In “preaching study” posts, I’m really interested in fostering a “community” approach to study and prep for the message, so please interact as much as you like. All Scripture quotes are from the TNIV unless otherwise noted. Thanks!
Continuing with the series on the Gifts of Christ as we live out the Christian Story, we’ve looked at the gifts of the Word and the Spirit. This week is the gift of the Community. For that, we begin by looking to Luke’s writings in Acts 2:42-47, a classic text on the early Christian community.
- Preceding this passage is Peter’s Pentecost sermon, which is an answer to the question voiced in 2:12, “What does this mean?” referring to all the noise and the disciples proclaming God to the people in their own native languages, which seemed (we suppose by the crowd’s reaction) clearly to be an unusual, if not supernatural event. Not to mention the fire on their heads!
- In 2:41, we read that the church began with a small-ish group of disciples, a defining sermon from Peter and a response from the crowd of “about three thousand” people “added to their number that day.” Not a bad day for a church plant… So, they seemed to have been organized into home groups.
- 2:42 has taken to describe the devotional practices of those home groups: apostles’ teaching, fellowship, breaking of bread (Eucharist or common meal?), prayer.
- One theme is unified devotion to God in community (instead of individually, which is not mentioned or alluded to), which runs throughout, not just in v42.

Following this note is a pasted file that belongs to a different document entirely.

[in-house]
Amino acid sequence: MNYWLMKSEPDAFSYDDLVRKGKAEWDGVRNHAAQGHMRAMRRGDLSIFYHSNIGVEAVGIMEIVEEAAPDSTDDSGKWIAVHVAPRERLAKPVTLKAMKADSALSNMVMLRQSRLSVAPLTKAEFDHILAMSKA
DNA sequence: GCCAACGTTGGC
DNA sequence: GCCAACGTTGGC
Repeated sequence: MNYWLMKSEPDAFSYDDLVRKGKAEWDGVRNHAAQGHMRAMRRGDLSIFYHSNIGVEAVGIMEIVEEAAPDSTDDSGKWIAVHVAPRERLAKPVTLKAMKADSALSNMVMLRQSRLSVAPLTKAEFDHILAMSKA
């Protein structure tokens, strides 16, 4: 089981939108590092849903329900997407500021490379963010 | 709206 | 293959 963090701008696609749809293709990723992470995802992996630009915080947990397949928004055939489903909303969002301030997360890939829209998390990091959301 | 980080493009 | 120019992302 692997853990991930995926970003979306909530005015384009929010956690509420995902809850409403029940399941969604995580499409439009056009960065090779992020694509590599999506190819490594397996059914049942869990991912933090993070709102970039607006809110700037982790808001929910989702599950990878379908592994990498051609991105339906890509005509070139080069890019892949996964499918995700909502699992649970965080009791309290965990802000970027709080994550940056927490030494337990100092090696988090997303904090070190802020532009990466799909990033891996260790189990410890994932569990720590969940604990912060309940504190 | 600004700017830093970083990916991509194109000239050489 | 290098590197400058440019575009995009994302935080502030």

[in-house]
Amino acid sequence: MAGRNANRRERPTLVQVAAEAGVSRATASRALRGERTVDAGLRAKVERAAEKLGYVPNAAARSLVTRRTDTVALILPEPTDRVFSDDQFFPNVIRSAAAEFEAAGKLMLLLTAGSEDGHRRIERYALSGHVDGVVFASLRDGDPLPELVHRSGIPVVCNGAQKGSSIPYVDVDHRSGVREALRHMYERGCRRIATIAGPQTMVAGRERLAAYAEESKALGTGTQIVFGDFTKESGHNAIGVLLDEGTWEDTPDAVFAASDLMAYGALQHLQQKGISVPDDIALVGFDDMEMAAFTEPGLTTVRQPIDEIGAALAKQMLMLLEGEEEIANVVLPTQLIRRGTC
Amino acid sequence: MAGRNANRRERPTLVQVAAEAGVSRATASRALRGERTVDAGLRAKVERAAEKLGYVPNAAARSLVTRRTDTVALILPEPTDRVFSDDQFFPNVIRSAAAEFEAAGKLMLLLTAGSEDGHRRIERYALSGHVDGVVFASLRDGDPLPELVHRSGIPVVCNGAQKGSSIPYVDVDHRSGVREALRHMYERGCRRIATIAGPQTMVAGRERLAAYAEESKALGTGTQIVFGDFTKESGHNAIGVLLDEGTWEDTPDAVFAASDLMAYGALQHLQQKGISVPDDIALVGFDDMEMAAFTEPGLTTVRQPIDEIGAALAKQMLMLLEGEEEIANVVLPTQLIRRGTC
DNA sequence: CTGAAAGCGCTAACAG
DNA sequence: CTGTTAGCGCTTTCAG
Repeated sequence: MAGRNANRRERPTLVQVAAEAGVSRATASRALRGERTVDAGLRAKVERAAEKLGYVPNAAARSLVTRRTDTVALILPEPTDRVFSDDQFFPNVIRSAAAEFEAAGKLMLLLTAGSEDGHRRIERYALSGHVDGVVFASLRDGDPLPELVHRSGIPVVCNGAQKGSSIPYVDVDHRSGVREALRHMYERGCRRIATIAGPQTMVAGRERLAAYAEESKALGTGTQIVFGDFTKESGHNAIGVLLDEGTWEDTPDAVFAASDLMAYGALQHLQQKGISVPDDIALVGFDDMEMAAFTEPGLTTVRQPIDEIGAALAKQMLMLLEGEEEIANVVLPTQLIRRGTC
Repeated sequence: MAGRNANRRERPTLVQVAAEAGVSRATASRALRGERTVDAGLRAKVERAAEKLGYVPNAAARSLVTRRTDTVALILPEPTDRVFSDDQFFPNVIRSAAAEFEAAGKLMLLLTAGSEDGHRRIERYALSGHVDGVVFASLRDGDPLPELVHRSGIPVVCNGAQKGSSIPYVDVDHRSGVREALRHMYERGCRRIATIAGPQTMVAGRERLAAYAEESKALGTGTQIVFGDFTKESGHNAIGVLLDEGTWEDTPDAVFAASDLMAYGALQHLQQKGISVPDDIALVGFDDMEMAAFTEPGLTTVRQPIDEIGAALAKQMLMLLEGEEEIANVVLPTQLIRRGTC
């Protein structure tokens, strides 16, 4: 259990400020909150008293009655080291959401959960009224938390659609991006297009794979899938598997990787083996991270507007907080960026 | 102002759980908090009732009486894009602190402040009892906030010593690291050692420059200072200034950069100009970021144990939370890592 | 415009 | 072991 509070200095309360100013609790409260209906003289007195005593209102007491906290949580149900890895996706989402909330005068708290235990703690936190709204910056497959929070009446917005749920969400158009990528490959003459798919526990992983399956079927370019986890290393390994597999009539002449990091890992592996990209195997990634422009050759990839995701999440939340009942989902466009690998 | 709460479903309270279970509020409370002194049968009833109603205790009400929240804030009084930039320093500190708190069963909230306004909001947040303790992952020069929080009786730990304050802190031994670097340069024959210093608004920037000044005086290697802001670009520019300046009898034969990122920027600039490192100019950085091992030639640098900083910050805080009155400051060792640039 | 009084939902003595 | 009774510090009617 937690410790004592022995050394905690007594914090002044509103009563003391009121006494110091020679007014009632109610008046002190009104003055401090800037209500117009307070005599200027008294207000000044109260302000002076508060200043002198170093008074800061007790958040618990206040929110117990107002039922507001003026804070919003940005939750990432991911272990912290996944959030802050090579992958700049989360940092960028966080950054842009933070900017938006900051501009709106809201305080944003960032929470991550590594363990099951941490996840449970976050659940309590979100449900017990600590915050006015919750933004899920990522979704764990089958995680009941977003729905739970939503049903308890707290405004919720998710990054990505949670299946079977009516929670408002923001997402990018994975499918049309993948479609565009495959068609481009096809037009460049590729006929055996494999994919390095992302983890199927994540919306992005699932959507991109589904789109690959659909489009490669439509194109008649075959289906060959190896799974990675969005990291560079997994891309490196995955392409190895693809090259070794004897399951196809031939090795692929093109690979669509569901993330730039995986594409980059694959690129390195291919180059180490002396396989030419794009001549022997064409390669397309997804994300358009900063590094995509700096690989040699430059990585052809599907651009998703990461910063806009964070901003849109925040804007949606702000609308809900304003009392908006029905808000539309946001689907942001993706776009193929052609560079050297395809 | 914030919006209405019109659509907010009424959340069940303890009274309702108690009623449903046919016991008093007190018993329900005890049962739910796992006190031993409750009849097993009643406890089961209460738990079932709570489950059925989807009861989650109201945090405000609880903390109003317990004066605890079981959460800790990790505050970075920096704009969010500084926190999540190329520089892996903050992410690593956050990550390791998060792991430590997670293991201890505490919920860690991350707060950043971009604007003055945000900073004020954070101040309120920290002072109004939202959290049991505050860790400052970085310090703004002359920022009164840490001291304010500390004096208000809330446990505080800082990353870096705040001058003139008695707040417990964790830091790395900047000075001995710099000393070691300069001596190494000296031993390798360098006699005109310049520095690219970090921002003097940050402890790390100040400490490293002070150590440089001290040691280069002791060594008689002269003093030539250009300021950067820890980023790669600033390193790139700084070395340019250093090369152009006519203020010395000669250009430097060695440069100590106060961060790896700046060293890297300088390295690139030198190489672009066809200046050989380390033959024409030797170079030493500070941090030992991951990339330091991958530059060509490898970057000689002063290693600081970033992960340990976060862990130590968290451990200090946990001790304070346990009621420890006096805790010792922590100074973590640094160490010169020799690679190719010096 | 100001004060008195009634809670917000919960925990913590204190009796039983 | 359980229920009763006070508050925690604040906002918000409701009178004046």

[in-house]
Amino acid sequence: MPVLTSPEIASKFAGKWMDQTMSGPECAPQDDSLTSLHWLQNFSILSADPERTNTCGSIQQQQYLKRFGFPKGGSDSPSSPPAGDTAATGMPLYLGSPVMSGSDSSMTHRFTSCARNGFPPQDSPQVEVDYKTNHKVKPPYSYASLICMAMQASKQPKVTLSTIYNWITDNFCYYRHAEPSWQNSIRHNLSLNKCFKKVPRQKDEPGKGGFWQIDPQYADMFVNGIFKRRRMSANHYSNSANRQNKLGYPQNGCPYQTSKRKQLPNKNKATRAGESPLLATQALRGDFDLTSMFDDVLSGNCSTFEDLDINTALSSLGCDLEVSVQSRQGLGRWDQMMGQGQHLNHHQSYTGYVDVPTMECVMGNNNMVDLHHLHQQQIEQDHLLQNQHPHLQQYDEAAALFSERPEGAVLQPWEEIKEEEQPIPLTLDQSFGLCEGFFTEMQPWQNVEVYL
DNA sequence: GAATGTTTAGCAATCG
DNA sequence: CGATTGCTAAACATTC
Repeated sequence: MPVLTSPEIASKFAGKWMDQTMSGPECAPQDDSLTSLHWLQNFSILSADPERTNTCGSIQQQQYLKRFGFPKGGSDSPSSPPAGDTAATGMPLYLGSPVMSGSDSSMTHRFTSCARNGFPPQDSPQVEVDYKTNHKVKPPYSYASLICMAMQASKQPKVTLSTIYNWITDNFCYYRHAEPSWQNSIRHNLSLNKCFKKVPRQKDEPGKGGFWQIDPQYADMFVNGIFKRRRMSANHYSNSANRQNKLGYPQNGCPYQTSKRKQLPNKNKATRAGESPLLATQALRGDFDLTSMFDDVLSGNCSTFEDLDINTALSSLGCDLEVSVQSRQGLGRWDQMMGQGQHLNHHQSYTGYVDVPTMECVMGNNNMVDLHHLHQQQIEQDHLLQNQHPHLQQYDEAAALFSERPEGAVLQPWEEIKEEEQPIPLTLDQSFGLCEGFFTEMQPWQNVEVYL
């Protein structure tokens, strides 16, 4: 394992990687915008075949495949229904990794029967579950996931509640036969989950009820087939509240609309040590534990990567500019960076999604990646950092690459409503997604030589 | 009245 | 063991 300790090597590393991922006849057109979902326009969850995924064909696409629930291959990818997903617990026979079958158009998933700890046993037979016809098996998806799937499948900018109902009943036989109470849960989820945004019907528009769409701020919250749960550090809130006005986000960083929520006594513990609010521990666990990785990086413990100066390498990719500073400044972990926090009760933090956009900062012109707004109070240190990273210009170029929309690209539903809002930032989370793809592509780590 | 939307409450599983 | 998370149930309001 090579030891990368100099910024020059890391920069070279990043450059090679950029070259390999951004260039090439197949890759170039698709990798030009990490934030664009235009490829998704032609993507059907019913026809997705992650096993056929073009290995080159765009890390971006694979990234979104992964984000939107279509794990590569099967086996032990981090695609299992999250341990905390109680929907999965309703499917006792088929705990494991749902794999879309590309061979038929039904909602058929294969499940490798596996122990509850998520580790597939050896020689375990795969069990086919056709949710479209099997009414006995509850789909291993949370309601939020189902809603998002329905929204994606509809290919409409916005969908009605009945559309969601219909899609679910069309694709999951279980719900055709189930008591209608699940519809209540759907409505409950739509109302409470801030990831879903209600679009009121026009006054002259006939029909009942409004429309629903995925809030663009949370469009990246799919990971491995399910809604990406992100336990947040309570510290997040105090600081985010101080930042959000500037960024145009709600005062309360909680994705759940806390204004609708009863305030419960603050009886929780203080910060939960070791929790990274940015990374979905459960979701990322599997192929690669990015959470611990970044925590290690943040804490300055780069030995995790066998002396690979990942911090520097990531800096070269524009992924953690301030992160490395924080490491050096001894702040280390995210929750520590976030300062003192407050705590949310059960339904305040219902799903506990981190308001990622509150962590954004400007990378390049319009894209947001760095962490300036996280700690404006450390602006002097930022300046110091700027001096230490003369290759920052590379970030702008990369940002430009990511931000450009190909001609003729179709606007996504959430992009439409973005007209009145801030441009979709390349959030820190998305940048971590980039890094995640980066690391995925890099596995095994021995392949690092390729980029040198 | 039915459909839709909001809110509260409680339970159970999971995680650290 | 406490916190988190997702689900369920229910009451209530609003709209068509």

- They met both in the temple courts and in homes (v46).
- “Signs and wonders” were still a prominent feature of apostolic proclamation (v43).
- There is an emphasis on inclusivity and universality in the language throughout the passage: “Everyone was filled with awe,” “All the believers,” “everything in common,” “anyone who had need,” “enjoying the favor of all the people.”
- And the flow of the passage seems to imply causation between their life together as a community (remember it’s 3000 people in home groups we’re talking about) and the daily stream of persons added to their number.
- Table fellowship, a 1st century ethic that is of importance to Luke (as is firmly established in his Gospel), is in play here in vv42, 46. Understanding that ethic more in-depth will probably bring more out of the passage.
- What is the significance of the temple courts? Digging a little more deeply here will help paint the picture more vividly.
Thoughts so far?